It takes the maker less than a second to take you out of this enchanted world, having its own emotional orgy, oblivious of all its surroundings, and throw you into the turmoil of the riots. In a flash, the love that existed is forgotten, taken over by a sudden burst of emotion, of purpose. It is about a near-perfect threesome of two scrumptous French's and one American who, in a way, flips there world upside down for a period of time. I cannot comprehend things about this piece, and in a way I do not want to. It's better taken the way it is.
Dont think too much, you might just end up discovering beauty.

Tuesday, May 12, 2009

A Guide To Recognizing Your Saints.

A Guide To Recognizing Your Saints is a 2006 American film written, directed, and based on author and musician Dito Montiel's 2001 memoir of the same name. It his directorial debut and it describes his youth in Astoria, New York, during the 1980's. The film won numerous awards at the Sundance Film Festival of 2006 including Best Director and the Jury Award for Best Ensemble Cast.

A Guide.. is a coming of age film based on the life of young Dito Montiel; the troubles he faced growing up in a neighbourhood gone all wrong. It is based on the people he knew. His father (played by Chazz Palminteri), who does not want him to go away to the big city and leave his family behind; his friends Antonio, Nerf, Giuseppe, and Mike two of whom look him up 15 years after he leaves his hometown to bring him back so that he can help his sick father. His girlfriend, Laurie, who always tries to get him to face reality as a man. Most of all it is about how these people around him changed him, made him the man he became.

The film is technically a marvel, switching between the present and flashbacks of the 1980's. The technique used in certain sequences are praiseworthy. Remembrance is often difficult, and there are sometimes numerous shots of the same scene, where the same words are spoken by the characters, acting for the mind of Dito who is trying to recall certain moments in his life which he cant remember perfectly. That added to the sights and sounds of a 1980's hood acts as a very sweet, clean rendition of Dito's life. The entire sequence where the characters talk to the viewers, saying whatever it is that is going through their minds, is a gem to look at, making a journey out of the film and into out own lives.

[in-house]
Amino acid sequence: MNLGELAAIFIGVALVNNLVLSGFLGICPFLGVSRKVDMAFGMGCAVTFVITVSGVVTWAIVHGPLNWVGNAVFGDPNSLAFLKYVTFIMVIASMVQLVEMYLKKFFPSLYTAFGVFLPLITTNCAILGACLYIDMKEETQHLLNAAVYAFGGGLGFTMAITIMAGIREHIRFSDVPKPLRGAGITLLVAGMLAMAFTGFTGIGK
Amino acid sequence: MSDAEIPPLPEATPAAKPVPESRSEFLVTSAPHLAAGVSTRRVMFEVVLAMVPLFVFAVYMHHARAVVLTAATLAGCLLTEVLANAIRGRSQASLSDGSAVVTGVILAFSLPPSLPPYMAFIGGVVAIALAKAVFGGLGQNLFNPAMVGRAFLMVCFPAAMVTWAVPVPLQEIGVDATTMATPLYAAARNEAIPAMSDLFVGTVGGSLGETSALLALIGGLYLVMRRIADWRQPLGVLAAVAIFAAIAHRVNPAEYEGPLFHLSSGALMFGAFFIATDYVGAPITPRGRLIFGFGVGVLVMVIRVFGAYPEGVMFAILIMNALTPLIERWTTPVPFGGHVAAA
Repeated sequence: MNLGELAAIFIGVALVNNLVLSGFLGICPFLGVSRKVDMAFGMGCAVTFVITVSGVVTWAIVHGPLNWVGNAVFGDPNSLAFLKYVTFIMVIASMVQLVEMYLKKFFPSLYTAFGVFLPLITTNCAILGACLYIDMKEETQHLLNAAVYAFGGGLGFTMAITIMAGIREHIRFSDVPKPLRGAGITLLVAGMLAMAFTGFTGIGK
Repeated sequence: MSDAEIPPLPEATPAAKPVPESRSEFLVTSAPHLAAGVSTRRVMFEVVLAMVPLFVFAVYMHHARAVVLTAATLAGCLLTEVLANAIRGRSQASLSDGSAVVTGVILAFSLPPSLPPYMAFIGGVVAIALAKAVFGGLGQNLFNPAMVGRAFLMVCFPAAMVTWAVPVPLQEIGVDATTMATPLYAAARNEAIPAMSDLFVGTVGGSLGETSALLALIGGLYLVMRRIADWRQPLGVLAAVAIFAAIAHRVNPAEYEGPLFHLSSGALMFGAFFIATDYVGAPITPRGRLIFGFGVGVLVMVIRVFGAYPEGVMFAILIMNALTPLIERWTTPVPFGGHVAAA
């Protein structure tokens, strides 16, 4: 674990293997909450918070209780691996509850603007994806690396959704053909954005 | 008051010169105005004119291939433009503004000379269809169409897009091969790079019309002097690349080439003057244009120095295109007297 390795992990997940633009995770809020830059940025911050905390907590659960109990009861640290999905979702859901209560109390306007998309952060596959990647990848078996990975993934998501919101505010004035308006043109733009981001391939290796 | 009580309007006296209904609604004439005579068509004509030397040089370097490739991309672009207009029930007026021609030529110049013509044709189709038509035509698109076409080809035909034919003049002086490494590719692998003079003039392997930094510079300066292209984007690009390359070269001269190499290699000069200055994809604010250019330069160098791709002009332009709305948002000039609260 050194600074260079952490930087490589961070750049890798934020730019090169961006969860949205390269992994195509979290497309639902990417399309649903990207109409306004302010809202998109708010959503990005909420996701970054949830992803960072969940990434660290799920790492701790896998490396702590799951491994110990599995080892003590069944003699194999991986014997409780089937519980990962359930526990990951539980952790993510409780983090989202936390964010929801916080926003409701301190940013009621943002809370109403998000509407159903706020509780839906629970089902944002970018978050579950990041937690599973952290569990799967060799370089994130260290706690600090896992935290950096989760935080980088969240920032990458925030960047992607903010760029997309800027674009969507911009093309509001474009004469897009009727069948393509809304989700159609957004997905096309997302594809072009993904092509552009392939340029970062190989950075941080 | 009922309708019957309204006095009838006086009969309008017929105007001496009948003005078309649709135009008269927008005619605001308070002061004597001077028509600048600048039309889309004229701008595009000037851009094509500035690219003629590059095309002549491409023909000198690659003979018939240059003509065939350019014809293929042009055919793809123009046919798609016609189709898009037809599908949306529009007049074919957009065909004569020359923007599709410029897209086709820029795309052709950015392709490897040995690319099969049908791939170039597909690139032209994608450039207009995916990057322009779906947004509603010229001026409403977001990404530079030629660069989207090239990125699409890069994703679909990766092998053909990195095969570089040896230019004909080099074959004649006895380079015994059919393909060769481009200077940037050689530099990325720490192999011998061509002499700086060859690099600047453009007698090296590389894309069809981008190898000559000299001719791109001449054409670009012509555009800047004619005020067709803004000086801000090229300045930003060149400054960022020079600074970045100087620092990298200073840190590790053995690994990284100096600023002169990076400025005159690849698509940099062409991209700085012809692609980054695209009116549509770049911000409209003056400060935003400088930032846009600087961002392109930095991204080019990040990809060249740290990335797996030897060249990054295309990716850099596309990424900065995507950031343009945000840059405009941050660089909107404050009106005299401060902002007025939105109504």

Robert Downey Jr. plays Dito Montiel and Shia Labeouf plays his younger self. Both, honest to the character. The acting is overall very good; with Channing Tatum who plays the young Antonio, Dito's best friend through his younger years, who looks out for him and is trusted by his father; and Anthony DeSando, playing Frank, the gay dog-walker deserving special mention.

A Guide To Recognizing Your Saints is a true memoir. Very honest. An honesty that shines through what it actually is; a film. The play of anger and words between Dito and his father are engrossing. One can relate to the points of view of each of the two. One trying to start a new life outside his neighborhood. away from the futility he faces everyday; the other wanting his son to stay at home, not leave behind his family to escape his own troubles, to bear with it, to fix it, in order to stay with his family and friends who care for him. There are numerous priceless moments in the film. The train rides Dito takes with his Irish friend Mike. The time he spent with his girlfriend Laurie (played by Melanie Diaz, and later by Rosario Dawson). The street-walking he enjoyed, and the gang-rivalry he faced with his friends (the priceless closing credits). Frank, the dog-walker with his obsession with Job from The Bible, and the the manner in which he tries to help Dito and Mike get out and in to the big city.

A Guide.. is a lesson, just like its name. It is a lesson in figuring out who the people in ones life truly matter. The name, A Guide To Recognizing Your Saints, instead of My. The film talks to you, teaches you things, making it beautiful. It is about love, family, loyalty, rivalry, friendship, knowing when to stay in, and when to get out, knowing who, in the end, you can trust. It is abandonment, and later going back, to realize the mistakes one made, the people who mattered. It is about coming of age, and realizing who one's real saints are.

One could stare out of a train window alone and watch the world flash past; or one could stare out of that same train window with someone, someone special, and talk about the world flashing past.
Sometimes the only way forward, is back.